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Revitalizing the downtown area with the citizen consultation

  • Tuesday, February 2, 2021

  • Blog cover image

    Downtowns** have suffered a strong desertification in recent years to the benefit of outside projects and online commerce. And the Covid-19 crisis has only made the task more complex for its managers! However, 72% of French people are strongly attached to them, according to the latest barometer of the association centre-ville en mouvement. And what if one of the solutions to reinvigorate the city center was to involve the inhabitants in this land use planning?

    This is the choice that the town of Thionville has made with success, thanks to the citizen consultation.

    Local authorities are more attentive to users' opinions

    Several measures and reports have emerged in recent years to develop the attractiveness of city centers: the [Action cœur de ville] plan (https://www.cohesion-territoires.gouv.fr/programme-action-coeur-de-ville) in France or the implementation of [city center management cells] (https://emploi.wallonie.be/home/developpement-local/gestion-centre-ville.html) in Wallonia. While these initiatives are to be welcomed, they nevertheless seem to overlook a key player in local authorities: their users.

    Re-enchanting the heart of the city means above all recreating a close link with the public. This involves, of course, combating shopping vacancies, building and renovating housing, improving parking, etc. But first and foremost, it means creating an environment where the public can feel at home. But first and foremost, by listening to the needs and priorities of those who live there. The current crisis confronts us with an inevitable evolution of consumer habits, in the face of which innovative solutions must be found.

    Simple digital and participatory tools exist to collect citizens' opinions and involve them in local decisions. A citizen consultation platform such as Fluicity offers several devices in this sense: survey, questionnaire, call for ideas, participative budget, etc.

    The digital format makes it possible to solicit citizens' opinions remotely, to reach a larger population than by limiting oneself to public meetings and to easily analyze citizens' opinions (respondents' profiles, preferences, most popular ideas, etc.), without them being scattered on blogs or social networks

    The proof by example, with the municipality of Thionville.

    Thionville tests its project to revitalize the city center before committing costs

    **To revitalize its city center, Thionville's elected officials wanted to propose a project that would win the adhesion of its citizens. An idea was born: to offer free wifi in the main shopping streets.

    But how could they be sure that it really met the expectations of the inhabitants? Thanks to Fluicity, the city set up an online survey and submitted its idea to users before deploying it. A success!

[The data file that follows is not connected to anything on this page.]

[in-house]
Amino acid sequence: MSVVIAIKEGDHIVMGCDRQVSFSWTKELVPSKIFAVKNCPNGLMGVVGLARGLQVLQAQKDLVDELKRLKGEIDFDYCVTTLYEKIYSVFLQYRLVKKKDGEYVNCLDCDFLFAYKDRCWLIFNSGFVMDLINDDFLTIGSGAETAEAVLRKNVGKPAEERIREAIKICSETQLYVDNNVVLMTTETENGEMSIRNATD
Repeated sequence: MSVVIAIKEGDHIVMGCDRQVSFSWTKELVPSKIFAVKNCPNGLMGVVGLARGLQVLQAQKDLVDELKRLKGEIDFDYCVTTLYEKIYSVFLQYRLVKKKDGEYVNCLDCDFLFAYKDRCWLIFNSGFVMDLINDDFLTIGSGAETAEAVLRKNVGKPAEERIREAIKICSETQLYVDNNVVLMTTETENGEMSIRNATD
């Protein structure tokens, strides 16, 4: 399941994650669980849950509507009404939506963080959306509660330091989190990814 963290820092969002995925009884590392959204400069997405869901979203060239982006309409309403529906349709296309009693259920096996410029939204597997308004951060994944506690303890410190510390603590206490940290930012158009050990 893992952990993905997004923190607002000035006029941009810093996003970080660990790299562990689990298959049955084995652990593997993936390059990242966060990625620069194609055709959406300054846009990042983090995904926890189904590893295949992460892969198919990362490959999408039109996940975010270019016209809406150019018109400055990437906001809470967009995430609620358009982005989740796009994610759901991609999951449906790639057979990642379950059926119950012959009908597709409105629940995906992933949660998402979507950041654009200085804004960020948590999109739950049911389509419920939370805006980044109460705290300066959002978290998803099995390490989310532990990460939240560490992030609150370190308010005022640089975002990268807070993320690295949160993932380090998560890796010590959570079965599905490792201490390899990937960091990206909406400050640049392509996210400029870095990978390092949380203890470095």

Image of Thionville's citizen consultation on the city center in a mobile screen](Capture-de_cran-2021-02-02-a_-15.53.23x250x378x.png)

    • 420 inhabitants registered immediately on Fluicity's online consultation tool to answer the survey or follow the results,
    • that is 14 times more citizens involved in the local democracy than usual**,** and
    • 80% of citizens voted "For" free wi-fi. A clear endorsement of this program.

    Discover the full use case

    The mayor was able to implement his downtown revitalization project knowing it would have an impact.

    Once the online platform was launched, further consultations on downtown commerce and local life followed, to continue the development work.

    The survey is very useful to quickly get the opinion of the inhabitants and to reinforce the legitimacy of our decisions. Fluicity allowed me to easily integrate participative democracy in the functioning of our city.

    Pierre Cuny, Mayor of Thionville

    ****Involve citizens in the revitalization of city centers with the participatory project ****

    Citizen consultation has the advantage of being adaptable to projects of any scale and duration, which makes it a major asset in regional planning.

    Read: 3 ways to involve citizens in land use planning

    To promote the attractiveness of city centers, local elected officials can organize several "democratic sequences" (to use Jo Spiegel's term), and conduct their project step by step. The panel of devices allows them to progress gradually in the implementation, to rely on the feedback of citizens, and to incur costs where they are really useful.

    For example:

    • start with a survey, to highlight the priorities of the inhabitants: parking, housing, security, desertification of stores...?

    results: analysis of opinion trends, prioritization of projects, precise diagnosis..._

    • then one or more calls for ideas on these identified themes.

    results: analysis of the most popular ideas, emergence of innovative and collective solutions.

    • possibly, other opinion survey(s) on specific elements of the project (pedestrianization of a shopping street, installation of a bicycle path, parking project on the outskirts, etc.)

    → results: key milestones are validated by citizens throughout the downtown development project._

    A "participatory project" like this one allows communities to frame their approach, control the timeline and budget envelope, while benefiting from user support.

    Would you like to be accompanied in your participatory process and imagine the ideal approach to revitalize the downtown area of your community? Let's discuss it together!

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